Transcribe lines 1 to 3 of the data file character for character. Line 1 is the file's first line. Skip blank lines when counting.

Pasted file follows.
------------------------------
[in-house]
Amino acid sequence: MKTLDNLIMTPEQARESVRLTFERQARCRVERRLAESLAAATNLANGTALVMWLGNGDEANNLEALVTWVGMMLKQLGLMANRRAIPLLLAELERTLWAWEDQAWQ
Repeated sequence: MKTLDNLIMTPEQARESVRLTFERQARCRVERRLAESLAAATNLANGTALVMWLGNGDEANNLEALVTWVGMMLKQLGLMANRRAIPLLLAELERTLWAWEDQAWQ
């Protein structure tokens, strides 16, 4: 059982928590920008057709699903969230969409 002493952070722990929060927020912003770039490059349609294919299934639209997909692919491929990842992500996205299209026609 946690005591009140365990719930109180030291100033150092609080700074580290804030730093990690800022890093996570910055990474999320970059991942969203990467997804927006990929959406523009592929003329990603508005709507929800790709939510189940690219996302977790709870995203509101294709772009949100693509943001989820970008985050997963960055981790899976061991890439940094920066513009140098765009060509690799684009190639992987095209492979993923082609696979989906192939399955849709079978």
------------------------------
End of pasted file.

[in-house]
Amino acid sequence: MKTLDNLIMTPEQARESVRLTFERQARCRVERRLAESLAAATNLANGTALVMWLGNGDEANNLEALVTWVGMMLKQLGLMANRRAIPLLLAELERTLWAWEDQAWQ
Repeated sequence: MKTLDNLIMTPEQARESVRLTFERQARCRVERRLAESLAAATNLANGTALVMWLGNGDEANNLEALVTWVGMMLKQLGLMANRRAIPLLLAELERTLWAWEDQAWQ